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January El Nino Update: New Year, New You

15 Jan 2020, 12:30 am

[NOAA by Emily Becker]   Ocean and atmosphere conditions in the tropical Pacific are El Nino neutral, and forecasters favor neutral through the spring. Wait, don’t go! As usual, there’s a lot more to the El Nino story.

Get organized

The sea surface temperature in the Niño3.4 region in the east-central equatorial Pacific, our primary location for monitoring the El Niño-Southern Oscillation (ENSO) climate phenomenon, has been above average for a few months now. In fact, the 3-month-average (the Oceanic Niño Index) in October–December was 0.46°C above normal, which rounds to 0.5°C. “Hey!” you say. “Isn’t that the El Niño threshold?” Indeed it is, but of course El Niño requires more than a couple months of above-average sea surface temperature. According to the El Niño criteria, we also need an expectation that the sea surface temperature will stay above the threshold for several more seasons. (In climate-speak, “season” is any three-month-average period.)  In addition, there’s that pesky requirement that the tropical Pacific atmospheric circulation shows a response.

[Summary of decision process in determining El Niño conditions. NOAA Climate drawing by Glen Becker and Fiona Martin.]

Most climate models predict that the Niño3.4 sea surface temperature will stay above the long-term average for a couple more months, hovering around the El Niño threshold, before decreasing to near-average through the spring. We’re not yet into the time of year when we have to worry about the spring predictability barrier (essentially, dynamical model forecasts made during April and May tend to be less reliable than those made during other times of the year), lending weight to these predictions.

Based in large part on these model predictions, forecasters estimate a greater than 50% chance the November–January and December–February Oceanic Niño Index values will be about 0.5°C above average. A downwelling Kelvin wave that will continue moving eastward under the surface of the tropical Pacific over the next month or so will also provide a source of warmer-than-average water to keep the surface temperature elevated for at least another month or two.

[Departure from average of the surface and subsurface tropical Pacific sea temperature averaged over the 5-day period centered on January 3, 2020. The vertical axis is depth below the surface (meters) and the horizontal axis is longitude, from the western to eastern tropical Pacific. This cross-section is right along the equator. A downwelling (warm anomaly) Kelvin wave is moving across the equatorial Pacific Ocean. NOAA Climate figure from CPC data.]

After that, the largest share of the probability pie, about 60%, goes to neutral, meaning Oceanic Niño Index between -0.5°C and 0.5°C. What all this boils down to is that forecasters do not expect the current warmer equatorial Pacific water to develop into a full-blown El Niño. That said, the recent warm surface conditions do bear monitoring, and the chance of El Niño through the spring is estimated at about 30%. La Niña has the smallest chance of developing through the spring, at around 10%.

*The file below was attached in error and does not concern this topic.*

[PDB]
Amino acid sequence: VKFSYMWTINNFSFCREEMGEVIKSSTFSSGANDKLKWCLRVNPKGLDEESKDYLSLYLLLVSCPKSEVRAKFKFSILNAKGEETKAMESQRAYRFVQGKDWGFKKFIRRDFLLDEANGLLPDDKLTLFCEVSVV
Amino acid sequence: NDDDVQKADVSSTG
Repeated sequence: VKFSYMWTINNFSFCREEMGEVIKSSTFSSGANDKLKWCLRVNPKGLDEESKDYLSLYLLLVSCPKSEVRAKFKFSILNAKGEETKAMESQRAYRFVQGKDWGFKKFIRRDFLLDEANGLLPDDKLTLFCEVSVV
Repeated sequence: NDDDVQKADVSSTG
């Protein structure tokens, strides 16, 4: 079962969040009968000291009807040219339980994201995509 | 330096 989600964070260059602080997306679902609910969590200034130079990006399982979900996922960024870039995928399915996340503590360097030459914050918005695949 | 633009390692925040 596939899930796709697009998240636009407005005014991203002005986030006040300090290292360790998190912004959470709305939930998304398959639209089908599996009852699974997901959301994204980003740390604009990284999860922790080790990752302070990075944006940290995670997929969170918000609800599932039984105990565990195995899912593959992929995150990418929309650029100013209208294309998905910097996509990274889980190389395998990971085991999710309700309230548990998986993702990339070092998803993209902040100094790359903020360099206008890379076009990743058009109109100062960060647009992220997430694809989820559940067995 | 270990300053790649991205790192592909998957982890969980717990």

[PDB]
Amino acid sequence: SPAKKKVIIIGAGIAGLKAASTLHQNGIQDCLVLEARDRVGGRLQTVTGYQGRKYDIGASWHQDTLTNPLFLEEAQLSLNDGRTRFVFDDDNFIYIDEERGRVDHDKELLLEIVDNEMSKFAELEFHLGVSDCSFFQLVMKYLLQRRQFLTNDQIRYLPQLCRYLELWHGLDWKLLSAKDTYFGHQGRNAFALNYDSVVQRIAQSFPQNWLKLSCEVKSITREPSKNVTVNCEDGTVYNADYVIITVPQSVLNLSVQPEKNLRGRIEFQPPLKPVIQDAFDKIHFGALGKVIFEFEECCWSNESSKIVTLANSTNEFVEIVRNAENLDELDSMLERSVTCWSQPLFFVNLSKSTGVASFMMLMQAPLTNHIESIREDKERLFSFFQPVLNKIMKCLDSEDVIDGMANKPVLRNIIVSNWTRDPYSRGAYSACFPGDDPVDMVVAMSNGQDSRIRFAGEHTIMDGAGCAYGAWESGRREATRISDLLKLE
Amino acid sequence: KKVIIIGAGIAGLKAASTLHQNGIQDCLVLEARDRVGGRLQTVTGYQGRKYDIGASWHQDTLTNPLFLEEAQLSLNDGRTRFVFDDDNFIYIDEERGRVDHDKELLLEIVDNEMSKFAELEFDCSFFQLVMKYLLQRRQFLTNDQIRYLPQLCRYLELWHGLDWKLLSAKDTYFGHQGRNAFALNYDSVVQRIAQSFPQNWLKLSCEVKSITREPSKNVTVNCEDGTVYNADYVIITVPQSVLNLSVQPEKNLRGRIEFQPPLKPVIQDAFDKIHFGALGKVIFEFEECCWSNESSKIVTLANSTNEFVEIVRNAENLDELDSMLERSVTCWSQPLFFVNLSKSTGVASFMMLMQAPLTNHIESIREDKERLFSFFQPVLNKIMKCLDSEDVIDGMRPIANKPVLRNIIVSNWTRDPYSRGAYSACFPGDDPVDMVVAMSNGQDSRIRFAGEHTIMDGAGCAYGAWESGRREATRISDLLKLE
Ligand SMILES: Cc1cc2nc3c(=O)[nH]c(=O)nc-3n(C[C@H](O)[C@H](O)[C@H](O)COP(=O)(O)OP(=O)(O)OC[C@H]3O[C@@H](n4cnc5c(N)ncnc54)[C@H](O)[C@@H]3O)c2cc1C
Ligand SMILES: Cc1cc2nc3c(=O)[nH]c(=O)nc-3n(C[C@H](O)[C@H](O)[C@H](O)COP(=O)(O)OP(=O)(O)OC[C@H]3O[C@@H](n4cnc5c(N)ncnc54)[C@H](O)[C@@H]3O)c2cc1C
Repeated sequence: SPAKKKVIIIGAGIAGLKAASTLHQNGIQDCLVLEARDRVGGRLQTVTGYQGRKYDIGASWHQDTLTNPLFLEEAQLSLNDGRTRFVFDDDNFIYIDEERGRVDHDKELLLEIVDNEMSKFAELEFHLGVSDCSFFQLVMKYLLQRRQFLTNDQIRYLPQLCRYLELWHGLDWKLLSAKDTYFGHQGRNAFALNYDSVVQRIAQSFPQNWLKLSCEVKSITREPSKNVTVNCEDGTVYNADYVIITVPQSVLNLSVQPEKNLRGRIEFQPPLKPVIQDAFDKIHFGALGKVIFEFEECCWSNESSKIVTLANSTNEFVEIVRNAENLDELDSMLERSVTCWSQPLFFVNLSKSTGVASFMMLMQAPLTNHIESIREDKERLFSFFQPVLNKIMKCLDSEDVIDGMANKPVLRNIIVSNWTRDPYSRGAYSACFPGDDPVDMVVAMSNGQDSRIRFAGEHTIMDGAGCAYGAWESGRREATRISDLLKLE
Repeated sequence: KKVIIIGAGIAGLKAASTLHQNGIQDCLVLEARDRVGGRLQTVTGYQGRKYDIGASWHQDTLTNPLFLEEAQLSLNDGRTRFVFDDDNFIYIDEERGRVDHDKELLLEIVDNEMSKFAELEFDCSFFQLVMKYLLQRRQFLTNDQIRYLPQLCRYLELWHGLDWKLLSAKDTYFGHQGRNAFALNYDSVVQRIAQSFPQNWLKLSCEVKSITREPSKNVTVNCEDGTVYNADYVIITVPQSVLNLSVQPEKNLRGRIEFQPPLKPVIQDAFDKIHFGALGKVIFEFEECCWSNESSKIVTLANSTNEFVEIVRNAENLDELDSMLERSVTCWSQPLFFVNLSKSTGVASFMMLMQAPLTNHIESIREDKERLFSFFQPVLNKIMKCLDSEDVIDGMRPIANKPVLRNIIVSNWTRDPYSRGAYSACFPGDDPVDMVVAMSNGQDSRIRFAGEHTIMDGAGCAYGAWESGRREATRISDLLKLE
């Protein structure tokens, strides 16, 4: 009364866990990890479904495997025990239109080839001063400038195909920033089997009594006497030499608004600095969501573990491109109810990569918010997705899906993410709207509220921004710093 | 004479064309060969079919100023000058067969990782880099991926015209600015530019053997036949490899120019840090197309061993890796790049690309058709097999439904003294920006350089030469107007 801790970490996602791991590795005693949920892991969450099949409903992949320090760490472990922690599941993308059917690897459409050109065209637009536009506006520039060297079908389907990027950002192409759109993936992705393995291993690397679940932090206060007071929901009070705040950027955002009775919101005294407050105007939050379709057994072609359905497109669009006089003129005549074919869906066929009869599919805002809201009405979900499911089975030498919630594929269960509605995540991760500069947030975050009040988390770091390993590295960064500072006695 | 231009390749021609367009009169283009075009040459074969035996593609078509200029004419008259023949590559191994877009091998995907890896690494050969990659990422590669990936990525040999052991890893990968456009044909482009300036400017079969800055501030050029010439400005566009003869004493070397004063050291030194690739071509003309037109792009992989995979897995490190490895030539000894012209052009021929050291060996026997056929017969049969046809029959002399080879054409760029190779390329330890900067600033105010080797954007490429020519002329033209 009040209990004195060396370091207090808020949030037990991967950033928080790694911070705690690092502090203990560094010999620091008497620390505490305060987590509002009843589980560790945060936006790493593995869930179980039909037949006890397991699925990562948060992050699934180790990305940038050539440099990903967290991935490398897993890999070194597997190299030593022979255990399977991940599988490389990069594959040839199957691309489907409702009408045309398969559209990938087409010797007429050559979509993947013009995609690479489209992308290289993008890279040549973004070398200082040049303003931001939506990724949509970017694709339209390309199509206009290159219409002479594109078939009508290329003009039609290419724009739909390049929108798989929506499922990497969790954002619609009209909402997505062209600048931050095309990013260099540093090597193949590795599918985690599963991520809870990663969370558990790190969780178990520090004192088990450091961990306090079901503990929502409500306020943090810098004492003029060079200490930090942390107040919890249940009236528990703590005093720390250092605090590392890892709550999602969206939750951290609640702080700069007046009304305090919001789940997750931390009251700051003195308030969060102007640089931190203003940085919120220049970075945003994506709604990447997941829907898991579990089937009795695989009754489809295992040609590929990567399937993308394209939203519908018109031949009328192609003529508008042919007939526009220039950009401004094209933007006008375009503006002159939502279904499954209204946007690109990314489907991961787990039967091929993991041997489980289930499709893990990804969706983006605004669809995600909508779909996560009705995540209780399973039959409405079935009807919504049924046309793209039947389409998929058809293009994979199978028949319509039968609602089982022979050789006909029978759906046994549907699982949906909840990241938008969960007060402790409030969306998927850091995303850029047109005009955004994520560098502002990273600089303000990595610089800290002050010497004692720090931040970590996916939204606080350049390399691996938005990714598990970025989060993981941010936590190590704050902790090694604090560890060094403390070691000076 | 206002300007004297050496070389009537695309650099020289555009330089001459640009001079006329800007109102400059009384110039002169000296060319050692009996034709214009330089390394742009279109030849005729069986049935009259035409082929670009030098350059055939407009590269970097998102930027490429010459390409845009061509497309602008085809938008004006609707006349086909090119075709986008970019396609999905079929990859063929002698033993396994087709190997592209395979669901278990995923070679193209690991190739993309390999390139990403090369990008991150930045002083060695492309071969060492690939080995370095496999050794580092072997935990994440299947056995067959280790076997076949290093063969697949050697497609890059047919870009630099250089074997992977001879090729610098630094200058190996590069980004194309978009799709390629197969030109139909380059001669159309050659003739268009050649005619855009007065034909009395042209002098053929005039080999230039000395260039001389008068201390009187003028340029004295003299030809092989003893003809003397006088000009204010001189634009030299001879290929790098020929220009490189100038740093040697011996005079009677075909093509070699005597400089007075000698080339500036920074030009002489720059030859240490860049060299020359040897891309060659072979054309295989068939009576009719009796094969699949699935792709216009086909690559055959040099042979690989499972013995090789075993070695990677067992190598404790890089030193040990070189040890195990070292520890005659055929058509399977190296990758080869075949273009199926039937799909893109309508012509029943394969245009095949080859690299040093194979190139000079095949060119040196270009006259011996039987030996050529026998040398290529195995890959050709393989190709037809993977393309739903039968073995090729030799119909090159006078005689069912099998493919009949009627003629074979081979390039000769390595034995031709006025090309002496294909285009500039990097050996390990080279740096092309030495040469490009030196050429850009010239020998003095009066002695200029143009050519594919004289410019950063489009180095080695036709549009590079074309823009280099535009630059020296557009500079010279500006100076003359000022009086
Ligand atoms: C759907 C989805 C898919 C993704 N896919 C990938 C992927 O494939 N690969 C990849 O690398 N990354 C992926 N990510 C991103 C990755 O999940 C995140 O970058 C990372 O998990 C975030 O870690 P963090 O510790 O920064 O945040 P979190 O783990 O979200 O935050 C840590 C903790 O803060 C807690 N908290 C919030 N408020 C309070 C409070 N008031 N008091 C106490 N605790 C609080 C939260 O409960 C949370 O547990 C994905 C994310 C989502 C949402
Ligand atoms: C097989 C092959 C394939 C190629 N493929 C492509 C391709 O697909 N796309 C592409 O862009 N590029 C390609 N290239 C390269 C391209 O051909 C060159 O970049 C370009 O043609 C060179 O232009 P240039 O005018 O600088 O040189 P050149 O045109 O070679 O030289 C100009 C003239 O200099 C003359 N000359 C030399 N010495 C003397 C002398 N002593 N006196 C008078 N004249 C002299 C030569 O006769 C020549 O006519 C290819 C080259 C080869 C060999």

Embrace uncertainty

All this “x chance of whatever,” “y chance of some other whatever” can seem unnecessarily complicated. Wouldn’t it be easier if our forecast just said “neutral will remain” or “La Niña is coming,” sort of like how your weather forecast just says “high of 70°F tomorrow?” Perhaps, but it wouldn’t give a complete picture of the possible futures.  When we’re making climate forecasts the future is just more uncertain.  By assigning probabilities to each of the three categories, forecasters can provide decision-makers with potentially useful information. Knowing that neutral is most likely (6-in-10 chance) but there is still a 3-in-10 chance of El Niño advises people to remain attentive to this potential. For more on how to understand probabilistic forecasts, check out Tony and Michelle’s posts “Why do ENSO forecasts use probabilities” and “Betting on climate predictions.

[Illustration by Emily Greenhalgh, NOAA Climate]

Exercise more

Over the few weeks, the positive Indian Ocean Dipole pattern (colder-than-average water in the eastern Indian Ocean, warmer-than-average in the western Indian Ocean) has finally abated.

[Animation showing sea surface temperature departure from the long-term average from September 2019 through early January 2020. Graphic by NOAA Climate; data from NOAA’s Environmental Visualization Lab.]

Colder-than-average water in the eastern Indian Ocean and the islands of Southeast Asia—the “Maritime Continent”—has the effect of suppressing convection, meaning there is less rising air, cloud formation, and rain than usual. This contributed to the devastating fire conditions Australia has experienced over the past few months. As the positive Indian Ocean Dipole has weakened, convection has re-emerged over the Maritime Continent in the last week.

Learn a new hobby

Our resolution is the same as ever—keep you updated on all things ENSO. And maybe get to the gym a little more often….

 

About the author
Mace was born and raised in Minnesota, where his intrigue for weather and broadcasting grew at a young age. His 30 years in broadcasting have taken him all across the Midwest and in the South. During high school and college, Mace first worked at a number of radio stations which helped pay tuition bills and get him ready for a career in television. His first TV Meteorology job was in Wausau, WI, fo... Load Morellowed by stops in Grand Rapids, MI, Fort Myers, FL, Tampa, FL, Cedar Rapids, IA and then across the country on WeatherNation. Mace is one of our Digital Meteorologists, posting weather stories on our website and social media accounts.

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